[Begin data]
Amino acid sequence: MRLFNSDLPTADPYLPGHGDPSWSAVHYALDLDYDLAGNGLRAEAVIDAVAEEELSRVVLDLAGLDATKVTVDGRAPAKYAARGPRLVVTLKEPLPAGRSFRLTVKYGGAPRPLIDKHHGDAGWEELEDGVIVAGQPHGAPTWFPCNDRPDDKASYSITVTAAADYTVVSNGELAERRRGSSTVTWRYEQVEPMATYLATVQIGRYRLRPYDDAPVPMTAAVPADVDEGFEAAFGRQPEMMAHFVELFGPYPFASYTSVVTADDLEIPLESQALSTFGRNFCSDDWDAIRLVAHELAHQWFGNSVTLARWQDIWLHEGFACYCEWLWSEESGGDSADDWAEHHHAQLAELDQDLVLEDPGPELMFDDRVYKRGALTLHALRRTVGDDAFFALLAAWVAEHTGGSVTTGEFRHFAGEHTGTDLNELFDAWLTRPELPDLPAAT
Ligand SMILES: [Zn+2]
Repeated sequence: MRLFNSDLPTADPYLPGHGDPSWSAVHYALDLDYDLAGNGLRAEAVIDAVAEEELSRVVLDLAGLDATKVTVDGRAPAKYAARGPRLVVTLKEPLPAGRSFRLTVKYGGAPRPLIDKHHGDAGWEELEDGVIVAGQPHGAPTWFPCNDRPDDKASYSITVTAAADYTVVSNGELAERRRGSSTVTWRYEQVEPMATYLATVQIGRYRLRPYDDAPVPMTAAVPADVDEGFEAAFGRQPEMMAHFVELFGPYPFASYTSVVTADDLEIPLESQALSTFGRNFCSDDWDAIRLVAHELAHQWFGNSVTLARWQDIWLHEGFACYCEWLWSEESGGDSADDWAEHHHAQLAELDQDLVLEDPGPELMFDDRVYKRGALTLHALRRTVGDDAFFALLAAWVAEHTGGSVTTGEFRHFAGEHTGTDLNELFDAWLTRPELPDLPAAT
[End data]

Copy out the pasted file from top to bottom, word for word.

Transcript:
Amino acid sequence: MRLFNSDLPTADPYLPGHGDPSWSAVHYALDLDYDLAGNGLRAEAVIDAVAEEELSRVVLDLAGLDATKVTVDGRAPAKYAARGPRLVVTLKEPLPAGRSFRLTVKYGGAPRPLIDKHHGDAGWEELEDGVIVAGQPHGAPTWFPCNDRPDDKASYSITVTAAADYTVVSNGELAERRRGSSTVTWRYEQVEPMATYLATVQIGRYRLRPYDDAPVPMTAAVPADVDEGFEAAFGRQPEMMAHFVELFGPYPFASYTSVVTADDLEIPLESQALSTFGRNFCSDDWDAIRLVAHELAHQWFGNSVTLARWQDIWLHEGFACYCEWLWSEESGGDSADDWAEHHHAQLAELDQDLVLEDPGPELMFDDRVYKRGALTLHALRRTVGDDAFFALLAAWVAEHTGGSVTTGEFRHFAGEHTGTDLNELFDAWLTRPELPDLPAAT
Ligand SMILES: [Zn+2]
Repeated sequence: MRLFNSDLPTADPYLPGHGDPSWSAVHYALDLDYDLAGNGLRAEAVIDAVAEEELSRVVLDLAGLDATKVTVDGRAPAKYAARGPRLVVTLKEPLPAGRSFRLTVKYGGAPRPLIDKHHGDAGWEELEDGVIVAGQPHGAPTWFPCNDRPDDKASYSITVTAAADYTVVSNGELAERRRGSSTVTWRYEQVEPMATYLATVQIGRYRLRPYDDAPVPMTAAVPADVDEGFEAAFGRQPEMMAHFVELFGPYPFASYTSVVTADDLEIPLESQALSTFGRNFCSDDWDAIRLVAHELAHQWFGNSVTLARWQDIWLHEGFACYCEWLWSEESGGDSADDWAEHHHAQLAELDQDLVLEDPGPELMFDDRVYKRGALTLHALRRTVGDDAFFALLAAWVAEHTGGSVTTGEFRHFAGEHTGTDLNELFDAWLTRPELPDLPAAT